Type 2 diabetes affects about 10% of the U.S. population, but if it’s you or a family member, you know that each diagnosis comes with a world of questions and concerns.
The foundation of good diabetes control involves the basics of good health, and that starts with great nutrition. People with diabetes are encouraged to lose 5 to 10% of their body weight—that’s 10 to 20 pounds for a 200-pound person. A registered dietitian can help you identify foods that may be adding extra calories and help you adjust habits to get the recommended five servings of fruits and vegetables a day. Eating enough fruits and vegetables is key to preventing heart disease, the number one complication of diabetes.
Weight loss is recommended for people with diabetes because we know that even a small amount of loss helps your body use insulin better.
Exercise is an essential tool as well. People with diabetes are encouraged to get moderate activity, like “purposeful” walking, for 150 minutes a week. This activity helps your cells respond better to insulin for about 48 hours after you do it. Strength training is recommended two times each week. That can mean anything from a weight-lifting class or basic calisthenics like we did in grade school. Maintaining muscle mass helps increase our metabolism and helps us pull more glucose out of our blood.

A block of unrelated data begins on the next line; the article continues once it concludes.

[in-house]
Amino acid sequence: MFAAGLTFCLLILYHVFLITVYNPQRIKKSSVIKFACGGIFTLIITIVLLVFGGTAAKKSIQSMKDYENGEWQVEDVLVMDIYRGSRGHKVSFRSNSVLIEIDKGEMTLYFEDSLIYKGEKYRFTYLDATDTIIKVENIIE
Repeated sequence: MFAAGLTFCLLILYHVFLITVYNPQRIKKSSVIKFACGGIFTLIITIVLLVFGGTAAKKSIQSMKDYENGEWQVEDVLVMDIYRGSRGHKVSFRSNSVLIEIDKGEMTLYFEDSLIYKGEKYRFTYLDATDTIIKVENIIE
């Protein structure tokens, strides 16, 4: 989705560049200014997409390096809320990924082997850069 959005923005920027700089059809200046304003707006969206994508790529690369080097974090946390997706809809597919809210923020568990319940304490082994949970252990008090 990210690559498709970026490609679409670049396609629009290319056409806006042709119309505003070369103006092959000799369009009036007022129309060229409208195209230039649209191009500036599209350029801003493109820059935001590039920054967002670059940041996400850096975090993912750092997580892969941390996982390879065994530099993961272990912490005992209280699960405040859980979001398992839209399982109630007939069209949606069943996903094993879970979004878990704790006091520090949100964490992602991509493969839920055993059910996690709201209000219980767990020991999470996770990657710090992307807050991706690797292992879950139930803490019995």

A host of other self-care habits go along with good diabetes care. It’s important to keep up with doctor appointments. You will learn about the importance of good blood pressure and blood fats. You will likely be asked to check your glucose at home and your provider will look at a glycosylated hemoglobin or HbA1c. That result measures how your glucose has been running for that last three months. You will be asked to check your feet for injury and keep up with the eye doctor and the dentist.
A diabetes diagnosis can seem overwhelming, especially if it is causing you to feel tired and weak. It’s important to know your targets and get help reaching them.
Pamela Xenakis, R.D., L.D., C.D.C.E.S., is the diabetes education coordinator at Carroll Hospital. Call 410-871-7000 for more information or email email@example.com.
Learn more about the Diabetes Program at Carroll Hospital
The Partnership for a Healthier Carroll County shares the Carroll County Healthy Eating and Diabetes Resource booklet on its website